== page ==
Lee Harvey Oswald

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Lee Harvey Oswald

Lee Harvey Oswald
Background information
Born October 18, 1939(1939-10-18)
New Orleans, Louisiana, U.S.
Died November 24, 1963(1963-11-24) (aged 24)
Parkland Memorial Hospital
Dallas, Texas, U.S.
Spouse(s) Marina Prusakova
(m. 1961–1963, his death)
Nationality American

Lee Harvey Oswald (October 18, 1939 – November 24, 1963) was, according to five government investigations, the sniper who assassinated U.S. President John F. Kennedy in Dallas, Texas on November 22, 1963.[1]

A former U.S. Marine who lived in the Soviet Union[1] for almost 3 years, Oswald was first arrested for the murder of police officer J. D. Tippit (1924-1963), who had been shot on a Dallas street shortly after Kennedy was killed. Soon suspected in the death of Kennedy as well, Oswald denied shooting anybody. Two days later, while being moved from police headquarters to the county jail, Oswald was shot and mortally wounded by nightclub owner Jack Ruby, in full view of television cameras broadcasting live.

In 1964, the Warren Commission concluded that Oswald acted alone in killing Kennedy, a conclusion reached previously by the FBI and Dallas Police. In 1979, The United States House of Representatives Select Committee on Assassinations agreed that Kennedy was killed by Oswald, but also concluded it was probably as a result of a conspiracy. The members of this probable conspiracy were not identified.

Oswald's murder by Jack Ruby was broadcast live to a nationwide television audience.

Oswald had been born in New Orleans, 2 months after his father died,[1] and his mother moved him and 2 brothers to several different towns, while marrying a third husband for 3 years, 1945-48. After attending 12 schools, around Fort Worth, New York City, and New Orleans, Oswald dropped out of 10th grade, at age 16, and worked as a office clerk/messenger. Moving back to Texas in July 1956, Oswald entered 10th grade in Fort Worth, but quit school again, at age 17 in October, to join the U.S. Marines, as had his brother Robert, after their half-brother John Pic joined the U.S. Coast Guard. In 1959, Oswald received a hardship discharge (for mother's health) to quit the Marines, but defected to the Soviet Union, for nearly 3 years. Having married Marina, the daughter of a Soviet security official, he re-defected back to the U.S. with her and their daughter, in June 1962.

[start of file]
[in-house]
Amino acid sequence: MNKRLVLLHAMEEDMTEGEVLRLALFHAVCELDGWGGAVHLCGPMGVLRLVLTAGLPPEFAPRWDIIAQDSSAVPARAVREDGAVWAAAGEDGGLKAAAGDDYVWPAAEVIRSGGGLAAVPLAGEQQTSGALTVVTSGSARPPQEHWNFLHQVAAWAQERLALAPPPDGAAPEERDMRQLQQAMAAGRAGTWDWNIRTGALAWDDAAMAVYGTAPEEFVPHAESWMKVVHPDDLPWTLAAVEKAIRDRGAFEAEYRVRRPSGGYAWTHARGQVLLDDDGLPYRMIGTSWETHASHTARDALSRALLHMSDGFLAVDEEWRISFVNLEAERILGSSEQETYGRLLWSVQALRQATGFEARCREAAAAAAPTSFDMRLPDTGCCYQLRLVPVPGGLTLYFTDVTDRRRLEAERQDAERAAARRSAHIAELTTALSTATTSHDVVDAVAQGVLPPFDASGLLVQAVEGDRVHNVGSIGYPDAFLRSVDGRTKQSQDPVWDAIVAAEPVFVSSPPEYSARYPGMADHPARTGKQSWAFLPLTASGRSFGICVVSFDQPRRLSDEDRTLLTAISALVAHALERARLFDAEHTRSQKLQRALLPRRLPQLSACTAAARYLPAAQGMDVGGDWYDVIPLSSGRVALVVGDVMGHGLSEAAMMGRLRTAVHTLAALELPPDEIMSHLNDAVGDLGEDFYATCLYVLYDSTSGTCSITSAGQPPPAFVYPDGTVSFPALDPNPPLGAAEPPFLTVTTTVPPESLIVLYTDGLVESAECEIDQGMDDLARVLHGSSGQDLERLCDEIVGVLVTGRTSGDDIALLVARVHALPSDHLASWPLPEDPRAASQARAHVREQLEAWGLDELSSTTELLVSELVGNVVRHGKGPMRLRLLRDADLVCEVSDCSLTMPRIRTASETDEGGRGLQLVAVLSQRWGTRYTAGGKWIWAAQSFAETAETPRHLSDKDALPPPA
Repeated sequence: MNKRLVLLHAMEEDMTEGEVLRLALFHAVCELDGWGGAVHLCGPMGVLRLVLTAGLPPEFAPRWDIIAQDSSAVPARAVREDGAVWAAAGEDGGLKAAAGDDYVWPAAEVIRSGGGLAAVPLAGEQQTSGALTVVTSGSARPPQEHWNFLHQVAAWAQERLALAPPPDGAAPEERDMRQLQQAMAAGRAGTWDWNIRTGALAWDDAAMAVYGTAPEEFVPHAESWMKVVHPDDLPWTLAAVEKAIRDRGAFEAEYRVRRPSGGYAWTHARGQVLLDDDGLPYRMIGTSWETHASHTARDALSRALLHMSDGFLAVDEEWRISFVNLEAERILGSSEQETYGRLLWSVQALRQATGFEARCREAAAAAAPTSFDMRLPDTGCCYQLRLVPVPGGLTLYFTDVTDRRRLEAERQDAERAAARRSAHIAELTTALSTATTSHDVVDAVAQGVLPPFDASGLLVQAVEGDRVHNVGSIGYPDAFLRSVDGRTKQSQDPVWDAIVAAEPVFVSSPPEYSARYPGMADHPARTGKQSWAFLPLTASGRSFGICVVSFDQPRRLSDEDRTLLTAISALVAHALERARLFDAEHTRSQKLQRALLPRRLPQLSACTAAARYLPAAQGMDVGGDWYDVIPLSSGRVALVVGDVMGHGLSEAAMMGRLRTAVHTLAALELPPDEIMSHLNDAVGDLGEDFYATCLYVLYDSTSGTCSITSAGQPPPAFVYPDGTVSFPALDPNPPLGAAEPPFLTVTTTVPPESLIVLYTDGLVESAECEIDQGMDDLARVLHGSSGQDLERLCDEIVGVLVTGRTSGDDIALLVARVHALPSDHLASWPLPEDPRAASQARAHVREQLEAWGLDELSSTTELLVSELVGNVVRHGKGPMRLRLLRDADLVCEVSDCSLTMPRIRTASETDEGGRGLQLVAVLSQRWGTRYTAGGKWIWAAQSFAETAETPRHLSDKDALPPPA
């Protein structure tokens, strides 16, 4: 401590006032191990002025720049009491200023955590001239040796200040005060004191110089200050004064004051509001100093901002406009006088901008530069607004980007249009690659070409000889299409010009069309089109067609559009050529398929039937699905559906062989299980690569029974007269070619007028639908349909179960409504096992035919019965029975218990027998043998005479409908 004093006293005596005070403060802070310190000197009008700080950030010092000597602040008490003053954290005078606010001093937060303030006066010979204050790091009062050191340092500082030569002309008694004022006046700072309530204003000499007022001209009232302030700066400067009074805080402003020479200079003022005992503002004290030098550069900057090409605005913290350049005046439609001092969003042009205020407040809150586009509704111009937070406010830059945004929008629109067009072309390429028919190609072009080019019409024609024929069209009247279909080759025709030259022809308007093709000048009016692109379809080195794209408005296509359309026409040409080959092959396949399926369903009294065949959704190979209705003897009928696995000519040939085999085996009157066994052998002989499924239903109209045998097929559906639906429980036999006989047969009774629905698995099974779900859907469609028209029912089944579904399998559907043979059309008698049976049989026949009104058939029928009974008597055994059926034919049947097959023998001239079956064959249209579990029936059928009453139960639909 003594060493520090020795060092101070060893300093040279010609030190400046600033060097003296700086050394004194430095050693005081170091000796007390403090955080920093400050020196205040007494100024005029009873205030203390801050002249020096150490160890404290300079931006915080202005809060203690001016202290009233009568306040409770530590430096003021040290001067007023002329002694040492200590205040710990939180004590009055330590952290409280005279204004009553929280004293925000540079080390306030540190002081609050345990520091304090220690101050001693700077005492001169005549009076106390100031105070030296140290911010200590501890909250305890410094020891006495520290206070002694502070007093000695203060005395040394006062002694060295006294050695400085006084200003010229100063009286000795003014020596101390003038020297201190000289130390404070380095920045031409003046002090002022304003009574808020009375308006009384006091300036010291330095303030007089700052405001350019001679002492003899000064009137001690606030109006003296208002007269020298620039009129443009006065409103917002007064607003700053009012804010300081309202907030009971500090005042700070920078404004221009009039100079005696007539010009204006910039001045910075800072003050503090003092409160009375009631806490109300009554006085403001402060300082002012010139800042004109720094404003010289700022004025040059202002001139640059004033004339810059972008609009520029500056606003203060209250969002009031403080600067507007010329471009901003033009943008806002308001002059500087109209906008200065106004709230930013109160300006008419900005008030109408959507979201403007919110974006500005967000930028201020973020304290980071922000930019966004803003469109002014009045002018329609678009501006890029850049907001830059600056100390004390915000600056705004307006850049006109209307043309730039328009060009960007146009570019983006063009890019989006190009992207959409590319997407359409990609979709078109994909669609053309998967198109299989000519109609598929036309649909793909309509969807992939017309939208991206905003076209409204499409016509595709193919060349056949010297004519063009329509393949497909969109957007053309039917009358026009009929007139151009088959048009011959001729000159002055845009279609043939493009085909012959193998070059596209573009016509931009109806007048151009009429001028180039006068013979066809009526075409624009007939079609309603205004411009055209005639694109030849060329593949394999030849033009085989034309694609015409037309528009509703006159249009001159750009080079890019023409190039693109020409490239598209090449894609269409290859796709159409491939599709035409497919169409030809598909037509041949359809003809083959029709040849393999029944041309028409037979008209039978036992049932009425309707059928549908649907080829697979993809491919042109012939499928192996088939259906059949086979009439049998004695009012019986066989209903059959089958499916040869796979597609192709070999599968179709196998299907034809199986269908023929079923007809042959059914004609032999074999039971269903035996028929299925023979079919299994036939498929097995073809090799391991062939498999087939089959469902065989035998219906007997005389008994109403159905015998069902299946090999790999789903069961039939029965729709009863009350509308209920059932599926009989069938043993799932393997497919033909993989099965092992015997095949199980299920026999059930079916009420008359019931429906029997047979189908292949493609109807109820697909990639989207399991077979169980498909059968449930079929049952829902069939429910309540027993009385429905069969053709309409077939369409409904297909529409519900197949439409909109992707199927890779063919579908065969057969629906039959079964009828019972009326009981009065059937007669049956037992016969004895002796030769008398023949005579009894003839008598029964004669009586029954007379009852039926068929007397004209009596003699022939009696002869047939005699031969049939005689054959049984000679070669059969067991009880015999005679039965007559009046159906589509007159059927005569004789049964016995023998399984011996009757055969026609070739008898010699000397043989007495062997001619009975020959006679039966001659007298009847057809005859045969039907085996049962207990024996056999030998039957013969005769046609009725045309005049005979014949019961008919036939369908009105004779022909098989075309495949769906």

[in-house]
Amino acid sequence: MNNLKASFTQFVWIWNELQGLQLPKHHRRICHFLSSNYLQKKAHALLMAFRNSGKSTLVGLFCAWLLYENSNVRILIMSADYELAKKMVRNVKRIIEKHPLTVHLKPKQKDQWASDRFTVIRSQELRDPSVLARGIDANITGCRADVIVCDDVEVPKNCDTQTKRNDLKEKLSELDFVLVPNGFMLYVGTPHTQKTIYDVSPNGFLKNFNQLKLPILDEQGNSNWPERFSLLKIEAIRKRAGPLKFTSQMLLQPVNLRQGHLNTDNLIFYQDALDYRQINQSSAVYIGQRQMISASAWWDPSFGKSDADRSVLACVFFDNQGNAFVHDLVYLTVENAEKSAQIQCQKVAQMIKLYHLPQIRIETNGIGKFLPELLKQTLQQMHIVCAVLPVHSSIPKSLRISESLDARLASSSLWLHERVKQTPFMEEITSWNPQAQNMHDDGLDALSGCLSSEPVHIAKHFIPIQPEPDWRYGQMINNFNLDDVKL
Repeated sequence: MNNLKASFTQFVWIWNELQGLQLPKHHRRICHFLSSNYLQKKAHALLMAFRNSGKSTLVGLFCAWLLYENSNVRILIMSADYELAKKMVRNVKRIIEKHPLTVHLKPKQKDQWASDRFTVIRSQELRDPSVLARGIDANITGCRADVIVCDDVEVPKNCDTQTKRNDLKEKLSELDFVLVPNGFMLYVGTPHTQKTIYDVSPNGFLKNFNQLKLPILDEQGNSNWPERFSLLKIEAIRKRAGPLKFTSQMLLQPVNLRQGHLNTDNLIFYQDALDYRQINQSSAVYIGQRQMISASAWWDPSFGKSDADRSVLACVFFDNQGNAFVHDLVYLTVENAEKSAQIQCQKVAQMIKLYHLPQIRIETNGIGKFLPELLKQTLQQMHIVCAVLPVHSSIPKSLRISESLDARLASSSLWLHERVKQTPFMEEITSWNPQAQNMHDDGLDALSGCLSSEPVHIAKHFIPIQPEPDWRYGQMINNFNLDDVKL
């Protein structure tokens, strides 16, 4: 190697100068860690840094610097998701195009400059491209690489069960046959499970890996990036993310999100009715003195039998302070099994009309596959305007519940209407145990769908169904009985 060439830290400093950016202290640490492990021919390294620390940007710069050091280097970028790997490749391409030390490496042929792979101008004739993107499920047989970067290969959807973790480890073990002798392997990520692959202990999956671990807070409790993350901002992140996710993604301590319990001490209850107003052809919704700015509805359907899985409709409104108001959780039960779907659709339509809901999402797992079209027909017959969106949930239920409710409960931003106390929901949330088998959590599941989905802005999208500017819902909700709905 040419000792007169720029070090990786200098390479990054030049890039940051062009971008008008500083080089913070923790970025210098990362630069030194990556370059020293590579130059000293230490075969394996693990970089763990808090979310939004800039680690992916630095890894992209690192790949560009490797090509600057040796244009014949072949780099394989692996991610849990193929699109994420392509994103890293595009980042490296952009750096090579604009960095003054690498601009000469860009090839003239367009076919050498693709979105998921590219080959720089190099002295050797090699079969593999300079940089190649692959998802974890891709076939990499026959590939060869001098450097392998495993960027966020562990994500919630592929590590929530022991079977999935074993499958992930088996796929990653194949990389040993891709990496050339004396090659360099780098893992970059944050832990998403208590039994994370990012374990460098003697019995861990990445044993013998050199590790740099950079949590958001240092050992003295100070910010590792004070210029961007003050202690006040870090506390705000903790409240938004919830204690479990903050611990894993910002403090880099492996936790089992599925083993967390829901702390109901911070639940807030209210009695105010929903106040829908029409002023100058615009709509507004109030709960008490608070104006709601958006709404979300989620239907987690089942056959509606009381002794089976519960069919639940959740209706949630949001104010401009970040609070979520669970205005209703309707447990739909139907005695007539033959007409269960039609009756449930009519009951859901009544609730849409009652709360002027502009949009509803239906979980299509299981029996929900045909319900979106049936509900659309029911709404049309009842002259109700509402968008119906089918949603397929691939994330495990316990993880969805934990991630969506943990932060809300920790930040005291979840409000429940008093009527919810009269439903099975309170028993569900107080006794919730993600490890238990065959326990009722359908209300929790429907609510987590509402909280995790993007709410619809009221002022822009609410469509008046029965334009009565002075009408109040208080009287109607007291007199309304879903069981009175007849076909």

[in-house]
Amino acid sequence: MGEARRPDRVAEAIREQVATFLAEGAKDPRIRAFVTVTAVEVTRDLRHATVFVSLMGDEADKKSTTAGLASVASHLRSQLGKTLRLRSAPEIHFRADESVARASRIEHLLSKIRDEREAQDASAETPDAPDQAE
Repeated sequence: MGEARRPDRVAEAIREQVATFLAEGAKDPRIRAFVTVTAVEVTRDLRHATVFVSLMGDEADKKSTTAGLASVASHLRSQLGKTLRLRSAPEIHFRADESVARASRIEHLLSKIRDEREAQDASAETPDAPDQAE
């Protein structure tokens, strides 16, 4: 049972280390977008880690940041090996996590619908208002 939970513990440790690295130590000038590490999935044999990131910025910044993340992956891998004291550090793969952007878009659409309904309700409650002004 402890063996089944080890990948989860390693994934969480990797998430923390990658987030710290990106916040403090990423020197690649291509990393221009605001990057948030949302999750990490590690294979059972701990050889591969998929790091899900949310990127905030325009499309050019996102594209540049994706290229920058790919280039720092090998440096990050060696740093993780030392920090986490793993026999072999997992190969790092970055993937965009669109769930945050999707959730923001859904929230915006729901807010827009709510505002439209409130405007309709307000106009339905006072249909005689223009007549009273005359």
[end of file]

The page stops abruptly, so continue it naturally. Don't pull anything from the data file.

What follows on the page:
They settled in Dallas, with his mother and brother Robert.[1] Oswald worked 3 months in a welding company, then worked in a printing shop from October until being fired in April 1963. Oswald was later suspected of the April 10 attempt to shoot General Edwin Walker, using a rifle (and handgun) he received through mail-order in March. Oswald and Marina quickly moved to New Orleans in April, but she returned to Dallas in late September 1963, when he traveled to Mexico with failed plans to go to Cuba and the USSR. Instead, he returned to Dallas and began working at the Texas School Book Depository on October 16, 1963. The FBI was investigating Marina as a possible Soviet spy. That was one month before the shootings of President Kennedy and Officer Tippit.

Oswald died on November 24, 1963, in police custody, from being shot by Jack Ruby.[1] He was survived by his wife Marina, 2-year-old daughter June, and 1-month-old daughter Rachel.

References[change | change source]

  1. 1.0 1.1 1.2 1.3 1.4 "Appendix 13", Warren Commission Report, 1964, web: WCR-A13.